Market Watch: January 2024

As the first month of 2024 ended, the US economy, bolstered by the Federal Reserve’s December 2023 meeting, defied expectations with robust economic indicators. Despite a slowdown from the previous quarter’s growth of 4.9%, the US GDP increased by 3.3% in Q4 2023, surpassing the predicted 2.0%. This robust performance is reflected across various sectors, as evidenced by PMI indices reaching their peaks in months. Moreover, consumer spending continues to exhibit a solid upward trend.

Meanwhile, the Canadian economy navigates through a phase of continued sluggishness. The Bank of Canada, maintaining its overnight rate at 5% and continuing its policy of quantitative tightening, reflects a cautious approach amidst a global economic deceleration. Inflation, although gradually easing, continues to exert pressure, with expectations of it returning to the target only by 2025.

S&P500 Total Return4.54%1.68%
S&P/TSX Total Return3.91%0.55%
Source: FactSet


In January 2024, the S&P/TSX Total Return increased 0.55% as the Canadian market presented a mixed landscape of economic indicators, reflecting both the challenges and the resilience of the economy under current global conditions.

Job Market: One of the key indicators, the job market, showed a noticeable stagnation in December 2023. The total number of jobs barely changed, with the economy adding just 100 jobs in the final month of the year. This minimal growth in employment levels was seen against the backdrop of a steady unemployment rate of 5.8%. The stagnation in job growth is perceived as a consequence of the high-interest rates that have been influencing economic activity.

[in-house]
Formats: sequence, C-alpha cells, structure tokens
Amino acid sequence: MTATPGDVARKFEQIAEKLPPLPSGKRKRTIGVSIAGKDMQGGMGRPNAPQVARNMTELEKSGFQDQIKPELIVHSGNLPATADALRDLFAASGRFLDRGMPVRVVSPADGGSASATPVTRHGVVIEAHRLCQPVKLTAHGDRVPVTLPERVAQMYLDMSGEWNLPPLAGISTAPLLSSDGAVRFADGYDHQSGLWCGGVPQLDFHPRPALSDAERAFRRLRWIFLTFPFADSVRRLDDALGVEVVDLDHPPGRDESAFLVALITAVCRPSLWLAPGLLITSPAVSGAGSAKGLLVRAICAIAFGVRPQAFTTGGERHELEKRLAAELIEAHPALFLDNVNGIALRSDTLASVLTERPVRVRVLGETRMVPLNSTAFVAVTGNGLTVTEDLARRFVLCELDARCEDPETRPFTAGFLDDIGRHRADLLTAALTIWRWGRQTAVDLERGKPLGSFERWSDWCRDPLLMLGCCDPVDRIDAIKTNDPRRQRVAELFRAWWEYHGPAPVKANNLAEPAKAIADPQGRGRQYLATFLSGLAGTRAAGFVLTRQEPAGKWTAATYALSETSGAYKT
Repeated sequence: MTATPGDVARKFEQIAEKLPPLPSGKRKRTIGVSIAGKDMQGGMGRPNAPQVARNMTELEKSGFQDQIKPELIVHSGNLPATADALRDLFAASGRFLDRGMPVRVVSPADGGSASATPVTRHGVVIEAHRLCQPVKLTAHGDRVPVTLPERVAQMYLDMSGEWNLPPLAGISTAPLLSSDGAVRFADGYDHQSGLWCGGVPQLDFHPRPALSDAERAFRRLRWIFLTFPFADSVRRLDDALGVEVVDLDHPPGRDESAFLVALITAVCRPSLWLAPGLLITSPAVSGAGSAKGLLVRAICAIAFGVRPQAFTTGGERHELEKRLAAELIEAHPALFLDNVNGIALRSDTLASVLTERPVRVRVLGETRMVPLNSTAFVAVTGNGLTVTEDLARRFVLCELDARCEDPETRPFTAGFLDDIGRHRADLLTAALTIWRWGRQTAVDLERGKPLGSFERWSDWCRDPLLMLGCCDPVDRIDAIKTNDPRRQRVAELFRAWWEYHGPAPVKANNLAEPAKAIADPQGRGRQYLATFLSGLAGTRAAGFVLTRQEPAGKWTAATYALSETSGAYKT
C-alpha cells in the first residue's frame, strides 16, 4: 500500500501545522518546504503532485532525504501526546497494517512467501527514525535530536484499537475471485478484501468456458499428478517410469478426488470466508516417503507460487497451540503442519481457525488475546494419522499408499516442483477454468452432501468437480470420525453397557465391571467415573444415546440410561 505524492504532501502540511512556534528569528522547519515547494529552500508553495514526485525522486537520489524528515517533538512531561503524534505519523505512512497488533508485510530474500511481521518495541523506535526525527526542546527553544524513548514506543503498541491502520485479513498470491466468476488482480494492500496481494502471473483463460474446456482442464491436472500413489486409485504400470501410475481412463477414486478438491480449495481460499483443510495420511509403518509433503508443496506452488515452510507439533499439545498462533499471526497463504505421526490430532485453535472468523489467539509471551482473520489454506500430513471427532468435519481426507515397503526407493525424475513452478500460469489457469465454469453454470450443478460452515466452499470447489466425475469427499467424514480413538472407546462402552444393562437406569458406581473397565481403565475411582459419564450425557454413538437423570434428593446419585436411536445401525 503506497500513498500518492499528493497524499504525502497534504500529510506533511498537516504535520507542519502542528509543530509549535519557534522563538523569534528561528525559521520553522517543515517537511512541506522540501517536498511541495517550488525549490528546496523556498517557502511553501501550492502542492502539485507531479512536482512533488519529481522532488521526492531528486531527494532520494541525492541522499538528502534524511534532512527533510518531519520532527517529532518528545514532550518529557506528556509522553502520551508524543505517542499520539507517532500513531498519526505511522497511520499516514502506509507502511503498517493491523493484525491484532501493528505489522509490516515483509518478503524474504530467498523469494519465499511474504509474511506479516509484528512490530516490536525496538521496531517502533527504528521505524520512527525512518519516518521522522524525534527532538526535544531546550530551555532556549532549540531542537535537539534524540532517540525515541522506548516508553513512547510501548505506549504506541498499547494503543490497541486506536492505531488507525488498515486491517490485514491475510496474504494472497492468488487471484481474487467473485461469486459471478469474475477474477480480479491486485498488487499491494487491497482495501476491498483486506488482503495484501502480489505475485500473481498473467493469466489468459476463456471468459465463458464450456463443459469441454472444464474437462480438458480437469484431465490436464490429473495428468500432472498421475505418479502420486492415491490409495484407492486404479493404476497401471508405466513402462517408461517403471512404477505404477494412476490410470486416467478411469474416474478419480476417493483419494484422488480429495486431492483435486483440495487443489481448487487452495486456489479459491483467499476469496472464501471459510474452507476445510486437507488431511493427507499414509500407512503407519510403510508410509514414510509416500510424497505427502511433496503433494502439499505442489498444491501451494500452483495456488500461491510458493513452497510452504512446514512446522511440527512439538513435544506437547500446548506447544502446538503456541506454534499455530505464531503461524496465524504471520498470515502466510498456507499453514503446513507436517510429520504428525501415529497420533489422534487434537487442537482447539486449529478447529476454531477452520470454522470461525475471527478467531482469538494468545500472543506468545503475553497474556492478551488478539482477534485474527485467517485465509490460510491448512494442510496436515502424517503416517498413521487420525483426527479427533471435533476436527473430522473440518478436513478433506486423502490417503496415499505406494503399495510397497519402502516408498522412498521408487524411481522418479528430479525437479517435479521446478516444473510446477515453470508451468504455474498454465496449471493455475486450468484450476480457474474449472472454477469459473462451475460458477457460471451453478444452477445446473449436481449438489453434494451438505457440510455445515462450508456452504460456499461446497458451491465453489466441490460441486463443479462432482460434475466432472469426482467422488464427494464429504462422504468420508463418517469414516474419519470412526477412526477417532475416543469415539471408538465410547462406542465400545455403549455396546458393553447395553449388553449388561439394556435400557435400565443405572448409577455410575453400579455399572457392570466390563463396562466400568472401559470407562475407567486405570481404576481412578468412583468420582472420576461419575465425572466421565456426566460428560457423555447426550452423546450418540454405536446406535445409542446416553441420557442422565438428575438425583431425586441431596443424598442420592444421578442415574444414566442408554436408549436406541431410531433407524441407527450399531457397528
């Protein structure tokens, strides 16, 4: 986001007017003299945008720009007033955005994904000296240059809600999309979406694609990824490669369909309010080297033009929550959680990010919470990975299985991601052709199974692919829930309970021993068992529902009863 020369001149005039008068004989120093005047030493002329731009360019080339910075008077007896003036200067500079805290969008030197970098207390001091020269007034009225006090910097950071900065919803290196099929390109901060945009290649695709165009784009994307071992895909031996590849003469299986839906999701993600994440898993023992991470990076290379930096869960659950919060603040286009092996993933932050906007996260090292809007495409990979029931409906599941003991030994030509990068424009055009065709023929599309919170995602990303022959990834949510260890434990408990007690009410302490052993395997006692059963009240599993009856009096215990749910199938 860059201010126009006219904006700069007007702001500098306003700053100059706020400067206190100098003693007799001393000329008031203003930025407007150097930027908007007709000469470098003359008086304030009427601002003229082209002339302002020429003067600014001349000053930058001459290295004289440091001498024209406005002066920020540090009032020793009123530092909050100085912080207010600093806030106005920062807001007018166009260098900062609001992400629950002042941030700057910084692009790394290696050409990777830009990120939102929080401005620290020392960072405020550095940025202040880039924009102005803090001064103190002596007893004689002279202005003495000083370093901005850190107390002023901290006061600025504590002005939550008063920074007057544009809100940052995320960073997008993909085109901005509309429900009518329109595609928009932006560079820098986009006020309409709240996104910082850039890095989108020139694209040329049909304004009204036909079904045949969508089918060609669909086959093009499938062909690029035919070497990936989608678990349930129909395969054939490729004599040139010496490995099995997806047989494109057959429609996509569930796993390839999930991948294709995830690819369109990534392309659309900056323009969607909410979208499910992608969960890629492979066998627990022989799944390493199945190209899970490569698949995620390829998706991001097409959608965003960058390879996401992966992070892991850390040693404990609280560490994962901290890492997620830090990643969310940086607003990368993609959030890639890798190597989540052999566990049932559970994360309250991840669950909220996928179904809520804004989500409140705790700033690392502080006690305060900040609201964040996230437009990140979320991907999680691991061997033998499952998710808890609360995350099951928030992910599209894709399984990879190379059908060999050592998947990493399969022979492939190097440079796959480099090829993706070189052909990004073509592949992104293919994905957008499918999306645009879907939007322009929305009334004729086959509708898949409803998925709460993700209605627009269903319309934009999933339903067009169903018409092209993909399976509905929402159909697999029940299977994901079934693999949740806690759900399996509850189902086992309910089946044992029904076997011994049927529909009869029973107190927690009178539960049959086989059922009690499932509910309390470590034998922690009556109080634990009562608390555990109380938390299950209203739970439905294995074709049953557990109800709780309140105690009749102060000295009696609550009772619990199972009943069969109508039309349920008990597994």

Monetary Policy: The Bank of Canada’s monetary policy played a crucial role in shaping these economic trends. Maintaining its overnight rate at 5%, the Bank continued its quantitative tightening approach. The broader global economic slowdown and a gradual decrease in inflation across various economies largely influenced this policy decision. The Bank projected that inflation would hover around 3% through the first half of 2024, with expectations of returning to the target level by 2025. However, annual inflation in December accelerated to 3.4%, which was higher than the central bank’s target of 2%. This has led analysts to anticipate a challenging period in the months ahead before achieving price stability.

Economic Growth: The Canadian economy experienced a period of near-stagnation towards the end of 2023. October and November saw minimal growth, primarily due to the impact of the Bank of Canada’s rate hikes initiated in March 2022. Despite this sluggishness, a slight uptick in GDP was observed in November, attributed to increases in sectors such as manufacturing, transportation, and agriculture. Nevertheless, this marginal improvement was not substantial enough to indicate a significant positive shift in the economic trajectory. In contrast to the resilience shown in the U.S. economy, Canada’s GDP growth dipped into negative territory in the third quarter, with an annualized rate of -1.1%, and expectations for the fourth quarter were not much brighter, forecasted to be below 0.5%.